Imagine Showcases Creativity
By Kai Rambow
Some of the work on display is simply stunning. Others will boggle your mind: how did someone create that? Glass sculpture is an American movement, and Imagine showcases the recent history. Even though Imagine is new, opened earlier this year, it’s already received high ratings from visitors.
Significance of Imagine
If you’re familiar with stained glass works by Tiffany or Chagall, they designed and created fabulous works, however, the actual pieces were created in a factory setting. It wasn’t until the early 1960s, furnaces were developed with temperatures hot enough for artists to create in a studio environment. This also enabled artists to create new forms of glass sculpture.
Gallery 1 and 2
Since the museum is so new, audio guides and/or docent led tours are not yet available. Jane Buckman, Deputy Director, shared some key insights so you’ll know what you’re seeing.
“Gallery 1 and 2 show the artists who were the pioneers in glass as an art form. When you’re looking at the work, you’ll see some early work, and you’ll see some later pieces, so you can see how they evolved.”
As you progress through the galleries, the sculptures progress in concept, idea, form and techniques. They also become bigger and more complex.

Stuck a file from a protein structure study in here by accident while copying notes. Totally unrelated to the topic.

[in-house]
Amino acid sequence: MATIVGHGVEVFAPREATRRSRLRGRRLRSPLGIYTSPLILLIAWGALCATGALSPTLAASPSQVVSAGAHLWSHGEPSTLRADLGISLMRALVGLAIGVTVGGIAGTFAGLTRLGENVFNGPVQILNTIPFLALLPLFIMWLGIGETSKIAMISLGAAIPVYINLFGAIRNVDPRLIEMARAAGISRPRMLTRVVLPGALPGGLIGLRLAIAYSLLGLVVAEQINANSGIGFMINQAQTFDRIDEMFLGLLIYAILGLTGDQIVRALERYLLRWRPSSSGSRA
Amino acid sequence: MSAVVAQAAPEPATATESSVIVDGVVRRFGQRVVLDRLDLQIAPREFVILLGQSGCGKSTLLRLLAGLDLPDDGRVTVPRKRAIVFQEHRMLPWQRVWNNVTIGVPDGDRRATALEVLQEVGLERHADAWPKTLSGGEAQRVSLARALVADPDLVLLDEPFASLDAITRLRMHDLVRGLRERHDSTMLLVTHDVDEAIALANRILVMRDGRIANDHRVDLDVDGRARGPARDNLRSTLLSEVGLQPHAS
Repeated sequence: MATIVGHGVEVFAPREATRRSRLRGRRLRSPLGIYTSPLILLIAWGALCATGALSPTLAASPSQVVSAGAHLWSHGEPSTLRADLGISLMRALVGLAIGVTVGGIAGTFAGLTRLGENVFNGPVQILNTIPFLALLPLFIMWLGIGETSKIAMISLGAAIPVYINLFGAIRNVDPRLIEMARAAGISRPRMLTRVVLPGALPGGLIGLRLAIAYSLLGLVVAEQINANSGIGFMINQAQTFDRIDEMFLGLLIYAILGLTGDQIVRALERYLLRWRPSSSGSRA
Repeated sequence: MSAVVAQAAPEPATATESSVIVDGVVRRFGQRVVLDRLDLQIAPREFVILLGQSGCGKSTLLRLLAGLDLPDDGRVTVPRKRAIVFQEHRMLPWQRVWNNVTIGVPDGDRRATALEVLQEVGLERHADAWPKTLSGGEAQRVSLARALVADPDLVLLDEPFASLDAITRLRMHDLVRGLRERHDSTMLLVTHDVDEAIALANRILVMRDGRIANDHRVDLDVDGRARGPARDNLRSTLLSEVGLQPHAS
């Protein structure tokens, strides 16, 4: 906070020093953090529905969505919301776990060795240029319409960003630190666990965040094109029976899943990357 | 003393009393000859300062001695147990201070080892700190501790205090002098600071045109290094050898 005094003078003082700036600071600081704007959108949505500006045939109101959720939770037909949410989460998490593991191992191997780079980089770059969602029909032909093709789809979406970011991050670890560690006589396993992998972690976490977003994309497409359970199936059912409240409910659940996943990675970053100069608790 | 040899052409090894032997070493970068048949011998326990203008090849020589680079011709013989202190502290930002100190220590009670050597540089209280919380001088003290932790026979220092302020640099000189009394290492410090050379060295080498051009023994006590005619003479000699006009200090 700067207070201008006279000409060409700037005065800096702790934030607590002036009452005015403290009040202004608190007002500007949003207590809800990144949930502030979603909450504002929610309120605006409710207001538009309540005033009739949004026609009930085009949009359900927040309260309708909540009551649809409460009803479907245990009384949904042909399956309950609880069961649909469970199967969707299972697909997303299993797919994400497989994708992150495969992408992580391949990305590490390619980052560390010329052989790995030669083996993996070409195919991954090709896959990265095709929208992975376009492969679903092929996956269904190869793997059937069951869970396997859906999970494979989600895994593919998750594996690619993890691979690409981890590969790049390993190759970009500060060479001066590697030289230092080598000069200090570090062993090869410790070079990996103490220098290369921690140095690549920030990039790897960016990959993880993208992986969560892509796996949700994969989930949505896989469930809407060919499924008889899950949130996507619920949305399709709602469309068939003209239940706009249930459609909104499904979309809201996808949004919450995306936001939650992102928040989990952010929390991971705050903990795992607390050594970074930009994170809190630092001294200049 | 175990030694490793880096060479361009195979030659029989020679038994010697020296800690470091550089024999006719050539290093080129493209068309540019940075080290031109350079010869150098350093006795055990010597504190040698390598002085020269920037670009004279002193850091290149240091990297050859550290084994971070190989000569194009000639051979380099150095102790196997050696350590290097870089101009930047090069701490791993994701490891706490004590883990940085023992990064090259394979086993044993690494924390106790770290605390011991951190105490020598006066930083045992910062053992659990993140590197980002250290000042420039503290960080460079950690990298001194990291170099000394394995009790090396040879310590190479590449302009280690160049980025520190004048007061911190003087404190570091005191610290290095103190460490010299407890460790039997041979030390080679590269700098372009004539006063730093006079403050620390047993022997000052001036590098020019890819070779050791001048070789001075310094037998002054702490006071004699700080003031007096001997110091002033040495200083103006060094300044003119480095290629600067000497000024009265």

On the second floor, near 211 there are two glass creations for which you should take a little extra time. The first is a cube with a dotted, globe shaped art inside. If you walk around to the side, it disappears from view. The second one nearby, looks like a face from one side, but two people kissing from the other side.
These are the two most obvious ones, but don’t just look at any of the works from one perspective. Walk around and see what you can discover.
The founder, Trish Duggan, a glass artist herself, developed this museum very quickly.
Major milestones from the idea, to acquiring the building, to acquiring the collection and then renovating the building were accomplished in three years.
When you’re looking at the building, the exhibits and glass sculptures, everything looks like it took much longer to put together. It has been thoughtfully created with first-rate execution. Our section of the Gulf coast has the Duncan McClellan Gallery, the Chihuly Collection, the glass pavilion at Ringling and now Imagine. This latest glass museum addition is turning the Gulf coast into the Glass coast – and we get to enjoy it.
Tips for a Great Trip
Great Summer Day Trip: In the heat and humidity of summer, this is a great indoor activity.
Since the museum is very close to the downtown core, you might want to consider having a meal after at one of many restaurant choices in St. Petersburg.
You could arrive for the opening time at 10 a.m., take your time, have lunch after and be back home mid-afternoon.
Go as a Group: At present, docent led tours and/or audio guides have not been rolled out. However, if you put together a group of 10, the museum can set you up for a guided experience.
Drive and Parking: This is a short, easy drive to St. Petersburg with plenty of parking. The museum is a three-story building painted in beautiful blues. GPS will be helpful for the last few turns and streets.
Hours: Closed Mondays; open 10 a.m. – 5 p.m. Tuesdays to Saturdays; 12-5 p.m. Sundays. Seniors, $13.
Special thanks Jane Buckman and DJ Stone at Imagine for their invaluable assistance.
1901 Central Ave.
St. Petersburg, FL 33713